Archive for October, 2003
I recently wrote a little blurb on Longhorn. Specifically I commended MS for being as open as they are being.
MS is being more open than I’ve seen any company be in the development phase, with the possible (read: possible) exception of Open Source projects
I’ve bolded what he didn’t like. I wrote the “possible” bit knowing it might raise some backs. A little controversy is never a bad thing, after all. Here’s my take on it. Possible?
Yup, possible ;)
Open Source isn’t actually “we’ll do what you say with the code”. Nor is it “we’ll even take what you say into consideration”. It’s more draconian, much more draconian, though it is in an “open” fashion.
Typical Open Source (including Linux, PHP, Apache and MySQL) is, basically “we’re going in a direction, you can do what you want with what we’re giving you”.
After all, when was the last time you got to contribute personally to any of these projects? My experience with the PHP/Apache/Smarty groups has been that the team does as they see fit.
That doesn’t bother me. I said “possible” for a reason. Because, as always, it’ll be up to the project leader.
That applies whether it’s open source or not.
In essence, I feel that Open Source projects are more likely than most corporate projects to ask for this degree of feedback during the development phase. I do not believe, though, that Open Source by definition means that feedback will be sought during development. In fact, it doesn’t even mean feedback will be sought after development.
I’ve finally put the Ensight blogroll through BlogRolling for ease of management. I’d never seen the benefit before, but it truly does give you a much easier way to manage your blogroll than doing it manually through MT.
Finally! The Guardian reports on a rising trend in companies to conduct more interviews via phone.
This really makes perfect sense, especially for first and second-tier interviews. It ensures there is no discrimination, but also allows the candidate to put their best foot forward and also requires less time than an in-person interview (average phone interview being half the length of a face-to-face).
I’m not sure I’m convinced that it’s the best mechanism for all phases of interviewing, but considering most companies’ records in terms of quality of hiring how much worse could it really be?
I’ve decided, so it’s therefore official. All techies are just like my wife. No, not gorgeous people I’d love to have a nice dinner with and cuddle all night. God no. No, techies are like my wife because we never really enjoy a ‘moment’.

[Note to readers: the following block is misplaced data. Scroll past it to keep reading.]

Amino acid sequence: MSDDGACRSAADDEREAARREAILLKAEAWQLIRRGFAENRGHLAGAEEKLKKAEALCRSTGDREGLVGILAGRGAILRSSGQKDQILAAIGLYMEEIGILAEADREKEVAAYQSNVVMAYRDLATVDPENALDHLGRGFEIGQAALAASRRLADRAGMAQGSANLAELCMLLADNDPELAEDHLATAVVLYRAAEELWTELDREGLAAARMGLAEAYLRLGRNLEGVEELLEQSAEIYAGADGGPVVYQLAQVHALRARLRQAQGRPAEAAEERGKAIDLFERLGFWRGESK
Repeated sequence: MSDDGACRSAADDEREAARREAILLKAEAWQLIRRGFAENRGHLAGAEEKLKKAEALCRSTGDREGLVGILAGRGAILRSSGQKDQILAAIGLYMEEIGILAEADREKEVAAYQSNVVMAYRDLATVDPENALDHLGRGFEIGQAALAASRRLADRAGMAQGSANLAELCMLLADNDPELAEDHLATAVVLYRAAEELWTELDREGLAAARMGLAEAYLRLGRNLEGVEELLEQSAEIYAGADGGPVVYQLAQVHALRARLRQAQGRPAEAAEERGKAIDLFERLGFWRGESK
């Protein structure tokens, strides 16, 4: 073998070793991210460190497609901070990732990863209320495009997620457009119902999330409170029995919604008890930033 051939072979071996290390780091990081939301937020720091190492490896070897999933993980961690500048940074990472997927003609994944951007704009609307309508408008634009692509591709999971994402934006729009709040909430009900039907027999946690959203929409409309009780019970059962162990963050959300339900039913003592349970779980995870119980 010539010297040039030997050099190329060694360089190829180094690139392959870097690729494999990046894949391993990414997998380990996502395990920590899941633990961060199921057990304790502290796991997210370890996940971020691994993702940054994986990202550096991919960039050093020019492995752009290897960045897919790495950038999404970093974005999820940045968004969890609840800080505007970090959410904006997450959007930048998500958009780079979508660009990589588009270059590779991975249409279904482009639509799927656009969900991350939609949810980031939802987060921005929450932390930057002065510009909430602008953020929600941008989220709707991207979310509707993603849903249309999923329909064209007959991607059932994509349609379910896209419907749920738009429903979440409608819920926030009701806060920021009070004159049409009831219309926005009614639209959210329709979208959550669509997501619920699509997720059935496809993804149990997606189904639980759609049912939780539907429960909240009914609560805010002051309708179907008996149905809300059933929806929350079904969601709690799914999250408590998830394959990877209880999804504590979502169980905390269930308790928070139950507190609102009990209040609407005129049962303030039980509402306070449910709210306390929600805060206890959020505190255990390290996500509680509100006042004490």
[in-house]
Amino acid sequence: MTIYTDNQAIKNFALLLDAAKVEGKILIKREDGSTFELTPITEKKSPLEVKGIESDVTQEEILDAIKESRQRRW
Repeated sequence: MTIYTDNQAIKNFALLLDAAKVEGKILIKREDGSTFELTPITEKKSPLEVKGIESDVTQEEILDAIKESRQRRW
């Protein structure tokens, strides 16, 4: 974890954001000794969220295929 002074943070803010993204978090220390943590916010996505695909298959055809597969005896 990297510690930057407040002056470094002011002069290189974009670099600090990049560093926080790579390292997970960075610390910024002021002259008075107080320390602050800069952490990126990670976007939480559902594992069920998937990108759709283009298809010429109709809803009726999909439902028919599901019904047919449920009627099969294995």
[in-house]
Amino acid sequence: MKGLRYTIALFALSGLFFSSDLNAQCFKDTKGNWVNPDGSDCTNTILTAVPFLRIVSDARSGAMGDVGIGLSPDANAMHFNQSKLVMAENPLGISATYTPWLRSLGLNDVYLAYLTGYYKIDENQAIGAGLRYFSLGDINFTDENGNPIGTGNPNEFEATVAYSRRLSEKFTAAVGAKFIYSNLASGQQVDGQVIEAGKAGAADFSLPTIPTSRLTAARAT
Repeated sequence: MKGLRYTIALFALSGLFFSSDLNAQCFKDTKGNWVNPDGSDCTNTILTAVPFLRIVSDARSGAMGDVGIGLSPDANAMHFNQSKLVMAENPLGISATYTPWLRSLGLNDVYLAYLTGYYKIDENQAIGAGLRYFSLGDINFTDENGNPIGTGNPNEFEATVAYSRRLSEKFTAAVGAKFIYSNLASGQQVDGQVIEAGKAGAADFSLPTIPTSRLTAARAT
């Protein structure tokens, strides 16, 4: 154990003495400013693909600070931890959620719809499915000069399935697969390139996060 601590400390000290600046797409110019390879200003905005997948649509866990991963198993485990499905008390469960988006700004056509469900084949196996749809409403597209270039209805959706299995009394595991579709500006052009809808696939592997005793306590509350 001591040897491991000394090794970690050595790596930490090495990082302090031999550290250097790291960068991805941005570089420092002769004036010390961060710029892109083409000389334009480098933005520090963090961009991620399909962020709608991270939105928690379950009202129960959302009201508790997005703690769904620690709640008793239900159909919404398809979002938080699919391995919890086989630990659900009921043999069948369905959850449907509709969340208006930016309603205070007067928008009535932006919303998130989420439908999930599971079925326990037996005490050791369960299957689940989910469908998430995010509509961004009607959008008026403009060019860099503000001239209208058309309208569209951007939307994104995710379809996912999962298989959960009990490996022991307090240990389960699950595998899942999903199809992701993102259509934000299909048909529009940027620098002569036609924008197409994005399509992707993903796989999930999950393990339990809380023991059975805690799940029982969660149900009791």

DISCLAIMER: Before I go any further I have to say that I love my wife and she is the most fantastic person in the world. She knows I’m writing this post, and we often laugh at this tendency of hers, so it is in no way disrespectful.
Moving on then.
The other day we got a new couch. Nothing fantastic, just a new couch because we had a few old ratty chairs and felt a nice new couch would look much better. So, we go get the new couch. As soon as it’s in my wife says:
We really need a new dinette set, and it’d be nice to paint Evan’s room.
Now, I agree with both of these statements, however the tendency in question is to get one thing done and to move directly onto the next thing. The fact of the matter is we could be given a whole new house, decked out with perfect furniture and interior design and my wife would want a new car. It’s always something.
Techies are exactly the same. We never stop to appreciate the moment, the quality of a product or anything. Unless, of course, it is our product of choice being attacked.
You can see this on a daily basis if you want. Just go to Slashdot and find any article on Microsoft. Or any article on Apple.
Read the comments. What’s happening?
MS guy: “Microsoft just released a whole new security model” Other guy: “Yeah, but it’s still insecure, they should show their products before release so people could review it” MG: “They just did with Longhorn” OG: Yeah, but they didn’t open up the source MG: They did with .NET. OG: ….
Ad infinitum. I’m not saying Open Source guys are evil, not at all. MS guys are just as bad towards Apple. Sun guys are the same towards IBM guys. Etc, etc, etc.
We all have ‘lists’ of things we feel the ‘other guy’ should change. The instant it happens we don’t congratulate them, we get either defensive or aggressive and drop a new thing on top of the list of things that will eventually make the other guy’s product ‘worthy’ in our eyes.
Why can’t I say ‘congrats’ to Panther? Why can’t the xNix guys who look at LongHorn Blogs and congratulate MS on several advances? Why can’t…
Ergh, I’m not really frustrated, I just wish we were an “open source” community in terms of our ideas and ideals. Letting them be constantly adjusted for the good of the whole. Where we don’t discount anything as unworthy just because it isn’t in our sphere of …
Okay, someone in the office is singing. That’s my cue to shut up.
Well, today’s part of the move is done, so I figured it’d be time for another Longhorn/.NET linkdump since the MS PDC is now done.
PDC 2003 Harvester – notes, source code and presentation for all sessions Avalon is Hot – Andrej’s linkdump on Avalon since the PDC Good News for Gamers – info on how longhorn will affect gamers New Command Shell for Longhorn – possibly the one thing all xNix people say they wish they had in Windows Slides & Code from PDC (official) Avalon Review